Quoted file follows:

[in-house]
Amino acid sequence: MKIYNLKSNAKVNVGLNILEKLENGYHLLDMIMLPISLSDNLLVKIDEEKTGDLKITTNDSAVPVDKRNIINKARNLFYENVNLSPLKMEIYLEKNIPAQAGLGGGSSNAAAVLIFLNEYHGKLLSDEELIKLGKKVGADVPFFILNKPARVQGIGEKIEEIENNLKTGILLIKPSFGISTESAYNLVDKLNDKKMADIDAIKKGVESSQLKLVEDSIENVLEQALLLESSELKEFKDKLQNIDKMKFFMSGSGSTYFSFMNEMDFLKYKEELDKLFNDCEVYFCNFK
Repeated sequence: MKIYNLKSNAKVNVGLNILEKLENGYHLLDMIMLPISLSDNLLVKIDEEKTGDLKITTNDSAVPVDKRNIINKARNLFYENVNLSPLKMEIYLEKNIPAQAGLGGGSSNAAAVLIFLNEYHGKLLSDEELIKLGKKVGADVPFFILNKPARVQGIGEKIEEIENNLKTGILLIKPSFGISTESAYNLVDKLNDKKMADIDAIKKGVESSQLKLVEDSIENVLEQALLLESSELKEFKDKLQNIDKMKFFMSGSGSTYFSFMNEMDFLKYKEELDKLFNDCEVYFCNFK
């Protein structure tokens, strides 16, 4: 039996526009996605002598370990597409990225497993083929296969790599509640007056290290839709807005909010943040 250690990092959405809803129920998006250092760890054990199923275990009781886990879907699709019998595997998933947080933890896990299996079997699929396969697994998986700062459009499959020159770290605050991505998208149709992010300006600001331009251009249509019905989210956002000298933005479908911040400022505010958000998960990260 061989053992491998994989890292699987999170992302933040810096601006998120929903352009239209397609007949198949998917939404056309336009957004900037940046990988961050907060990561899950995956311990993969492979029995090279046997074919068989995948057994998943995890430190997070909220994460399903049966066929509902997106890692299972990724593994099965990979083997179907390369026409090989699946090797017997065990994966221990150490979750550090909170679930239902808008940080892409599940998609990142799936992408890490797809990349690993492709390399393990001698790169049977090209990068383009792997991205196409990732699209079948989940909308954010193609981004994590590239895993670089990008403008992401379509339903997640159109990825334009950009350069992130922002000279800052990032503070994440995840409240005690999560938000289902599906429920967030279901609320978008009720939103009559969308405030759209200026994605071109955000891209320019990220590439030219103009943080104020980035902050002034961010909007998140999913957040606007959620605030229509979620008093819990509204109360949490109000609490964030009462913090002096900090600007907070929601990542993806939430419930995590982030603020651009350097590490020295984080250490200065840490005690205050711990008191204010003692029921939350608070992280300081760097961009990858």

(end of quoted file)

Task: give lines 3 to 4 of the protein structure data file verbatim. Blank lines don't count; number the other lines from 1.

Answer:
Repeated sequence: MKIYNLKSNAKVNVGLNILEKLENGYHLLDMIMLPISLSDNLLVKIDEEKTGDLKITTNDSAVPVDKRNIINKARNLFYENVNLSPLKMEIYLEKNIPAQAGLGGGSSNAAAVLIFLNEYHGKLLSDEELIKLGKKVGADVPFFILNKPARVQGIGEKIEEIENNLKTGILLIKPSFGISTESAYNLVDKLNDKKMADIDAIKKGVESSQLKLVEDSIENVLEQALLLESSELKEFKDKLQNIDKMKFFMSGSGSTYFSFMNEMDFLKYKEELDKLFNDCEVYFCNFK
């Protein structure tokens, strides 16, 4: 039996526009996605002598370990597409990225497993083929296969790599509640007056290290839709807005909010943040 250690990092959405809803129920998006250092760890054990199923275990009781886990879907699709019998595997998933947080933890896990299996079997699929396969697994998986700062459009499959020159770290605050991505998208149709992010300006600001331009251009249509019905989210956002000298933005479908911040400022505010958000998960990260 061989053992491998994989890292699987999170992302933040810096601006998120929903352009239209397609007949198949998917939404056309336009957004900037940046990988961050907060990561899950995956311990993969492979029995090279046997074919068989995948057994998943995890430190997070909220994460399903049966066929509902997106890692299972990724593994099965990979083997179907390369026409090989699946090797017997065990994966221990150490979750550090909170679930239902808008940080892409599940998609990142799936992408890490797809990349690993492709390399393990001698790169049977090209990068383009792997991205196409990732699209079948989940909308954010193609981004994590590239895993670089990008403008992401379509339903997640159109990825334009950009350069992130922002000279800052990032503070994440995840409240005690999560938000289902599906429920967030279901609320978008009720939103009559969308405030759209200026994605071109955000891209320019990220590439030219103009943080104020980035902050002034961010909007998140999913957040606007959620605030229509979620008093819990509204109360949490109000609490964030009462913090002096900090600007907070929601990542993806939430419930995590982030603020651009350097590490020295984080250490200065840490005690205050711990008191204010003692029921939350608070992280300081760097961009990858």